5 Long-Term Side Effects of Drinking Wine
Many adults enjoy wine as part of their nightly routine, whether to complement a home-cooked meal, wind down after a hectic day, or just out of habit. The impact of wine on your health is dependent on the frequency and amount consumed, which is why there are positive and negative long-term outcomes associated with drinking wine and other alcohol. The good news is wine can be part of a healthy lifestyle if enjoyed in the appropriate amounts. Read on to learn five potential long-term side effects of drinking wine.
Excess calorie consumption of any kind, whether from protein, carb, fat, or alcohol, is likely to result in weight gain. While carb and protein each contain 4 calories per gram, alcohol has 7 and fat contains 9. This makes alcohol more calorie dense than other macronutrients, which is just one way it can contribute to weight gain. Additionally, alcohol is often combined with other calorie-containing ingredients. Soda, juice, and simple syrup are just a few of these sugar-dense mixers that frequently accompany alcohol. In fact, you may be surprised to learn that some popular drinks, like margaritas, can easily contain 300 calories or more per serving.
Alcohol is also absorbed differently in the body compared to macronutrients. Because alcohol is considered a toxin, the body will prioritize its metabolism above other nutrients which may lead to a reduced amount of body fat being burned and more challenges with weight management.
Hormones are like chemical messengers in the body, traveling through the bloodstream to deliver instructions to various tissues and organs. These essential compounds with broad-reaching functions make up the endocrine system, which controls your metabolism, growth and development, stress, and reproduction, just to name a few.
One study suggests that chronic consumption of large amounts of alcohol may disrupt how the nervous, endocrine, and immune systems communicate, potentially leading to hormone disruption with concerning consequences. Because hormones serve functions within so many bodily systems, a hormonal disruption could impact reproduction, mental and behavioral health, your immune function, and more. It's important to note that moderate intake of alcohol is defined as up to two drinks per day for men, and one per day for women. Many of the hormonal abnormalities observed were seen in relation to alcohol consumption beyond the recommendation. While moderate consumption may be less likely to result in such disruptions, drinking less alcohol is better for your health than drinking more.
Alcohol has a significant impact on your sleep quality, which is why consistent, long-term wine consumption could negatively impact how well you sleep. Alcohol is a nervous system depressant, causing brain activity to slow, and it can also induce a feeling of relaxation and sleepiness. In some cases, this may allow someone to fall asleep faster, while others may experience delayed sleep onset. As the alcohol in the body continues to be processed overnight, sleep disruptions and lower sleep quality become more likely. While lower amounts of alcohol consumption are likely to lead to less significant disruptions in sleep quality, high levels of consumption (more than two drinks per day for men and one for women) can reduce sleep quality by 39%.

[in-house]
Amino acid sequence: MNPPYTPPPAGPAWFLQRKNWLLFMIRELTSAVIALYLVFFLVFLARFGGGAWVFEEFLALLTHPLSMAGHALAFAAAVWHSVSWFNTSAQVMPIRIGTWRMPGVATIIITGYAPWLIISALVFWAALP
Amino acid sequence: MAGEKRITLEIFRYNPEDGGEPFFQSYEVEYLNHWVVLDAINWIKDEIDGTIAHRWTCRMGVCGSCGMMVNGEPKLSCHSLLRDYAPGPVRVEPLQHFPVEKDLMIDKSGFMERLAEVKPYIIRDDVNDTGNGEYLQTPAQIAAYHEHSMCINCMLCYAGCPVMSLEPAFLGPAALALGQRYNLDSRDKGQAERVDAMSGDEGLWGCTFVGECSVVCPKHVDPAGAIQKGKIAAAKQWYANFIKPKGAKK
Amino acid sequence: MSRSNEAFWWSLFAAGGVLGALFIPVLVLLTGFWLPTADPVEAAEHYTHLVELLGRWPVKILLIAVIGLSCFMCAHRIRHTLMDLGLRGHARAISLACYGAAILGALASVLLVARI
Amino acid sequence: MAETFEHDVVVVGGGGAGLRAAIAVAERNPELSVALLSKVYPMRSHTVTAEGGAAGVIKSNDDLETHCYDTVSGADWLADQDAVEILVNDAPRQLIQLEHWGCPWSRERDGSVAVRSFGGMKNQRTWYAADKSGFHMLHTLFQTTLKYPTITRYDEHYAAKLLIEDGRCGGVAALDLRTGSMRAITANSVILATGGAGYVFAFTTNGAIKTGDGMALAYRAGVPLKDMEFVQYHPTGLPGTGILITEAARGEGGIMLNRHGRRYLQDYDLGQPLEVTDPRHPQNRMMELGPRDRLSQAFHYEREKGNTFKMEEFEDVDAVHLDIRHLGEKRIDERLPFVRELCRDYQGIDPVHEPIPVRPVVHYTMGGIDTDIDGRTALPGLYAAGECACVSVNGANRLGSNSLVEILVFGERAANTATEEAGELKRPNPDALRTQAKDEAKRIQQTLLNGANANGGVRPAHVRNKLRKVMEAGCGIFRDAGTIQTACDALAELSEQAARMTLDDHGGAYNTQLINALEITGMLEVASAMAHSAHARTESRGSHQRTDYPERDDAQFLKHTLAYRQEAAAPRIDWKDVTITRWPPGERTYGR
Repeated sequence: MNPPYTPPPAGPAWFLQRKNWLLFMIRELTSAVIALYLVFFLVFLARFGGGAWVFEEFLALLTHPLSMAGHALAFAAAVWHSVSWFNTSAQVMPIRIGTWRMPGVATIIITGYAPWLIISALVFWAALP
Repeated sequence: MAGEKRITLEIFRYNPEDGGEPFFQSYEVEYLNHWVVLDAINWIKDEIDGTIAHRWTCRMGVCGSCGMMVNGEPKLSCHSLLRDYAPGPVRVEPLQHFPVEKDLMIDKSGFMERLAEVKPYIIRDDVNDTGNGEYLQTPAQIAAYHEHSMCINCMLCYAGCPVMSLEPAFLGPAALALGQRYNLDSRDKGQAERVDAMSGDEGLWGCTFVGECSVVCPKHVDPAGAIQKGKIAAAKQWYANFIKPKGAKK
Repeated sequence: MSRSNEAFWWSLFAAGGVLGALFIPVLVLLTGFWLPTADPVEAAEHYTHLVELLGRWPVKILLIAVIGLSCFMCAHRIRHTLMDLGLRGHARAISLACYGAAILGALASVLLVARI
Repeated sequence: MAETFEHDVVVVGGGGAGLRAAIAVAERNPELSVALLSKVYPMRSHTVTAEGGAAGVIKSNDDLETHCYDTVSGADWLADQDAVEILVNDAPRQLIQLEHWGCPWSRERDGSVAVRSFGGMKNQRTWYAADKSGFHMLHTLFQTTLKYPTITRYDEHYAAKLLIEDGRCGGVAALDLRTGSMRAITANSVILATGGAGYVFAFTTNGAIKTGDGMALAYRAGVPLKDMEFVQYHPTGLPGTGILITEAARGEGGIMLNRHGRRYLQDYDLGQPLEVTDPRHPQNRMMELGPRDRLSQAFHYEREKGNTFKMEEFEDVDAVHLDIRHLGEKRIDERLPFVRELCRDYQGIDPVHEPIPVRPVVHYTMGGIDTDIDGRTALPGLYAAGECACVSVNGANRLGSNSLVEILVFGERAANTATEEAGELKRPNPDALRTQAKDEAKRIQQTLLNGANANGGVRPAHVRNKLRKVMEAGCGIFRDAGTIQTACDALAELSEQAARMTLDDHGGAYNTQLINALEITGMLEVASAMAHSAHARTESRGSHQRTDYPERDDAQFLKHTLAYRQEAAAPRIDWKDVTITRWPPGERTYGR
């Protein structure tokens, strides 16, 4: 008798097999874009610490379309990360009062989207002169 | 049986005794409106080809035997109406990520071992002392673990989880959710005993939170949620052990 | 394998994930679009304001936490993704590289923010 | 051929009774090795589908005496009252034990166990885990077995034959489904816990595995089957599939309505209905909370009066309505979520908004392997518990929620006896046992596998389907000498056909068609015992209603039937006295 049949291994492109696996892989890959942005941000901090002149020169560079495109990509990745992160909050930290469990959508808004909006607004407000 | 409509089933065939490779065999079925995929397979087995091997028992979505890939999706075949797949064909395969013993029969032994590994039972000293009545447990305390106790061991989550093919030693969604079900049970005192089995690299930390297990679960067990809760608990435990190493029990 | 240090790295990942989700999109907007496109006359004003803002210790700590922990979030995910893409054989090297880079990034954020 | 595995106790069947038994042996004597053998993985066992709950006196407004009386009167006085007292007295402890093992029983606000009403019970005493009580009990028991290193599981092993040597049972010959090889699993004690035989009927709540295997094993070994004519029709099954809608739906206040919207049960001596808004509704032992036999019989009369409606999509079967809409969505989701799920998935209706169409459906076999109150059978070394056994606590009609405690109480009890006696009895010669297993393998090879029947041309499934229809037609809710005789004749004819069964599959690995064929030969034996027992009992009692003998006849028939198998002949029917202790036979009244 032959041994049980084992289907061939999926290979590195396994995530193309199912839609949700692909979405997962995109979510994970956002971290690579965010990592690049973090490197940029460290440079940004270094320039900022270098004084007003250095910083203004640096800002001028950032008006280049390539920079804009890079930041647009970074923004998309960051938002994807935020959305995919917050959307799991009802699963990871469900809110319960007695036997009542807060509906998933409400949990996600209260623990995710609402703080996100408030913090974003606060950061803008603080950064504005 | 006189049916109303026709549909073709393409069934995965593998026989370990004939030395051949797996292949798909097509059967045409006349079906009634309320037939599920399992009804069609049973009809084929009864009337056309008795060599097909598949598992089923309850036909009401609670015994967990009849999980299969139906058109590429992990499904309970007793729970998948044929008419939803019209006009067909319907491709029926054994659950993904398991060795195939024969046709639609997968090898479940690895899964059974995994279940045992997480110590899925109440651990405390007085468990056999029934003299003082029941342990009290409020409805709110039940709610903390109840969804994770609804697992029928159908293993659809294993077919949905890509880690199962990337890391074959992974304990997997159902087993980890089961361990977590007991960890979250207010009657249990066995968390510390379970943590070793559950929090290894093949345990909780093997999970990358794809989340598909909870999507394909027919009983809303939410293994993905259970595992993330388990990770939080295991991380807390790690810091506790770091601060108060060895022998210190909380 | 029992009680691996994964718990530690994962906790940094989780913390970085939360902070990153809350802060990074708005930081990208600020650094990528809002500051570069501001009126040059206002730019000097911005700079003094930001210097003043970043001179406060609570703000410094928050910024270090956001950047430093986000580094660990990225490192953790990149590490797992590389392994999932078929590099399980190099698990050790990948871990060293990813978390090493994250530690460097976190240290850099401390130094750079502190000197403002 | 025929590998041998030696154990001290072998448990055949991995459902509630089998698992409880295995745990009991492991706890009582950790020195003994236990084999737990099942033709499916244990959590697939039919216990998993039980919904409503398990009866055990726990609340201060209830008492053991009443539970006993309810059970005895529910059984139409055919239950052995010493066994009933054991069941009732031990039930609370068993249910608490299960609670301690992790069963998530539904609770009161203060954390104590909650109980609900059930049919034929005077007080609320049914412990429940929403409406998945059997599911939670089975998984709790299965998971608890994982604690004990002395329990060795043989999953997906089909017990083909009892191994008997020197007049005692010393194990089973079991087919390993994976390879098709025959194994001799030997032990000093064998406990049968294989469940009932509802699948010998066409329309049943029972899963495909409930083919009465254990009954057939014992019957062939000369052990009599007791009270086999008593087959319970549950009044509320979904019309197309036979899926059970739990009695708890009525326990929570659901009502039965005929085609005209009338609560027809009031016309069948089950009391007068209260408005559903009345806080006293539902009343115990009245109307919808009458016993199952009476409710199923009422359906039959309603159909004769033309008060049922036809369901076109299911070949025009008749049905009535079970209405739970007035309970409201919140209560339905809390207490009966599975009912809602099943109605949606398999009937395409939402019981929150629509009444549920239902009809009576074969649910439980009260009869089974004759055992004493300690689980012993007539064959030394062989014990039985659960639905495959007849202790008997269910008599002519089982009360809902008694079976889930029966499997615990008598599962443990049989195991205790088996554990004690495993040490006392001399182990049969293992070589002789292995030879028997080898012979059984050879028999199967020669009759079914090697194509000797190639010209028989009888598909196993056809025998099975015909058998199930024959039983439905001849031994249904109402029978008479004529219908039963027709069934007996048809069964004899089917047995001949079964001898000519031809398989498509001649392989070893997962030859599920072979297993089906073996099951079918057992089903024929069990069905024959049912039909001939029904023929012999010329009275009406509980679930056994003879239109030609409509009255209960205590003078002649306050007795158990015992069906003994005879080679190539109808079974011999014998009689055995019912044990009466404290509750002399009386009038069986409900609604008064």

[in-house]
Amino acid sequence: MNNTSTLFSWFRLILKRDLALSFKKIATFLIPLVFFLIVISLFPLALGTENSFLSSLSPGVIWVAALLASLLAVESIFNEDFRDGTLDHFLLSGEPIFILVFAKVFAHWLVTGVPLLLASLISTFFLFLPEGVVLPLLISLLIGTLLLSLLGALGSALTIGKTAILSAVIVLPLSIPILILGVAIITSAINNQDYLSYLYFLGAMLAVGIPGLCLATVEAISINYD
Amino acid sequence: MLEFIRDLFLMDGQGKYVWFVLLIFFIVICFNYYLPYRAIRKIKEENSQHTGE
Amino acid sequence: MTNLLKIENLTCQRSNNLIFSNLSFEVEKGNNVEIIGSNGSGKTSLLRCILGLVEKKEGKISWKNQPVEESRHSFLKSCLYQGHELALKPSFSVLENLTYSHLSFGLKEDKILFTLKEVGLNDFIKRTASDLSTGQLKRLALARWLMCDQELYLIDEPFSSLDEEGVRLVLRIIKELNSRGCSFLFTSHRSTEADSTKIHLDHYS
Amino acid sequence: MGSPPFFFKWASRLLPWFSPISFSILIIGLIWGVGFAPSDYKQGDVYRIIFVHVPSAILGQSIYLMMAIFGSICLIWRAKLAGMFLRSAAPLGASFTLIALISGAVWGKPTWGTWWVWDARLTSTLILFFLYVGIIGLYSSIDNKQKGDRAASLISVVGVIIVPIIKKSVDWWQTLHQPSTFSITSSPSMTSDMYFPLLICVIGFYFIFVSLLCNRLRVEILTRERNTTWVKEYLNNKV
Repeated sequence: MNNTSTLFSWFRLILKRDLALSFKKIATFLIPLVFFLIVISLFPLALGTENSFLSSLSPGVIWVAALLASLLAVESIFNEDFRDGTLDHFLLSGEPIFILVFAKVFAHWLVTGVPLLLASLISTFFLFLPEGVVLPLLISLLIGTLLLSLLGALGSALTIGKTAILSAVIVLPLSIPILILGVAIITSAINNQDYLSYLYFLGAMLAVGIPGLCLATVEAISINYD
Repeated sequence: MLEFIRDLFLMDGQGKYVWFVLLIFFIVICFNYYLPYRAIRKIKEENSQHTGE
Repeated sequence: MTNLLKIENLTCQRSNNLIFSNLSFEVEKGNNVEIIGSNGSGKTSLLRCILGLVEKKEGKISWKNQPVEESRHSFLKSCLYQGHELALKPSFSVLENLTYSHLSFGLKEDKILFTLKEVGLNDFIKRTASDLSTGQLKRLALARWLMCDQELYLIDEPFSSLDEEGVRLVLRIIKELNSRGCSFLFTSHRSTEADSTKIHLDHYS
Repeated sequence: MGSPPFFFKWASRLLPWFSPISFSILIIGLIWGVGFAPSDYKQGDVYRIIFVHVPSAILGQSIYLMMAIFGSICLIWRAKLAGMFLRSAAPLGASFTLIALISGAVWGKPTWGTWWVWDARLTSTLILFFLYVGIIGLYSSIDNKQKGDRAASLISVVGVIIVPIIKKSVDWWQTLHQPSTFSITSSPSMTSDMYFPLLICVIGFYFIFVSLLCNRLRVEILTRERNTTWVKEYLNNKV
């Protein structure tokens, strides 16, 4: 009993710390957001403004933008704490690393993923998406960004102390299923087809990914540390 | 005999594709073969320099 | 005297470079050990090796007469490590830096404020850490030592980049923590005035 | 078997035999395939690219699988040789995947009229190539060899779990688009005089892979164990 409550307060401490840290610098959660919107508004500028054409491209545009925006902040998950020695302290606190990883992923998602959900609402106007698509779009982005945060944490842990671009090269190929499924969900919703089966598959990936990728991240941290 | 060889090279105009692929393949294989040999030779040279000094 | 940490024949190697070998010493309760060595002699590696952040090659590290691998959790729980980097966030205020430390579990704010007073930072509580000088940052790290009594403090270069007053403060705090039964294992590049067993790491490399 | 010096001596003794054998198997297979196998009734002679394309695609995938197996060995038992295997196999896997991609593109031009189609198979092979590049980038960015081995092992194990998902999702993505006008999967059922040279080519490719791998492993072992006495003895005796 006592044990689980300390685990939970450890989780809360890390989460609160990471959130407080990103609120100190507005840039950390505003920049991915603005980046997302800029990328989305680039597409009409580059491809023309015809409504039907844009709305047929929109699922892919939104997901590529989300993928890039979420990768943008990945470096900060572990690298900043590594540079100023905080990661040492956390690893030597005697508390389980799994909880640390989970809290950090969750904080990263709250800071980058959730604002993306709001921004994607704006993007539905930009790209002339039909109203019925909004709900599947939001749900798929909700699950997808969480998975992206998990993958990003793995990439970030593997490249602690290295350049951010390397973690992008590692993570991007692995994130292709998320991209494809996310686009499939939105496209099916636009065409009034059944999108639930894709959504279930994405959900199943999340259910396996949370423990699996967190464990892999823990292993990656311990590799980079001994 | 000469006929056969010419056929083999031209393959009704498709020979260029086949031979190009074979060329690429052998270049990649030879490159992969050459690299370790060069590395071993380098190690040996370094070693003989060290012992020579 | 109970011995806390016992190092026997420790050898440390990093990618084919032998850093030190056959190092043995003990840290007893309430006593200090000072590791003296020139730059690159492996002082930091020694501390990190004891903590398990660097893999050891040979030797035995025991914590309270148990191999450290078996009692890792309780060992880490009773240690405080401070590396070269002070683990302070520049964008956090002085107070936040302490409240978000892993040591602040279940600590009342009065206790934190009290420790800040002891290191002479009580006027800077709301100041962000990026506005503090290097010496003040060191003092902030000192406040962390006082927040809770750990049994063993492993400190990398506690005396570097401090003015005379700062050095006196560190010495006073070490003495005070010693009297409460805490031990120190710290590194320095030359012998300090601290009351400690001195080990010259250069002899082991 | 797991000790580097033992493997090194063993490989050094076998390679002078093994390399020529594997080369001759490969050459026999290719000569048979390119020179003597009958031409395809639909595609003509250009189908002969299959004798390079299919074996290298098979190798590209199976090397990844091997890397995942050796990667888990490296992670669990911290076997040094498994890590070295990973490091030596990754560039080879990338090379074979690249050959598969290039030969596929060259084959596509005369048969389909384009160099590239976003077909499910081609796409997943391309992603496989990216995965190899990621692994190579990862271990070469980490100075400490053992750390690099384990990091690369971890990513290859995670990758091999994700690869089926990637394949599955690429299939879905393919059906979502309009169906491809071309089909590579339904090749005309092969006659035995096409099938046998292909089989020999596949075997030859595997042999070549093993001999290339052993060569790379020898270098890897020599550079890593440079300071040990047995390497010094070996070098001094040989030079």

Sleep deficiencies, whether related to alcohol or not, can lead to serious conditions, such as obesity, diabetes, heart disease, and early mortality, according to Harvard Medical School.
Things get a little tricky here when discussing how alcohol can impact your cardiovascular system. The amount of wine consumed determines the impact on your heart health. While some studies show a moderate intake of wine is related to a lowered risk of coronary heart disease (CHD), other research shows chronic consumption of large amounts of alcohol can result in alcoholic cardiomyopathy, a condition that leads to the weakening of the heart muscle.
The reason red wine, in particular, can have a positive impact on your heart health is thought to be due to high concentrations of antioxidants, like flavonoids and resveratrol. These compounds are thought to improve blood lipid profiles, like cholesterol, and reduce insulin resistance, a condition that could severely impact your body's ability to utilize carbohydrates and is a risk factor for diabetes. Drinking one to two glasses of wine per day, for women and men, respectively, may lead to these positive outcomes, while higher consumption may actually lead to lowered heart health.
This essential organ is responsible for breaking down and metabolizing nutrients and compounds in our blood. This includes detoxifying alcohol to turn it into a substance less harmful to the body. There are three main forms of liver disease, all of which may be induced by chronic and excessive alcohol consumption. Fatty liver disease, alcoholic hepatitis, and cirrhosis make up the different types of liver disease, all conditions that can severely impact the proper functioning of the liver. Because one cannot live without a functioning liver, meeting a moderate drinking threshold is essential to supporting liver health.
All forms of alcohol, including wine, could impact your health when consumed in too high amounts for too long. In addition to these side effects of drinking alcohol, research also suggests long-term use can increase the risk of developing colon, liver, esophagus, mouth, and breast cancers. Alcohol should be consumed in moderation in order to safely include it as part of a healthy lifestyle.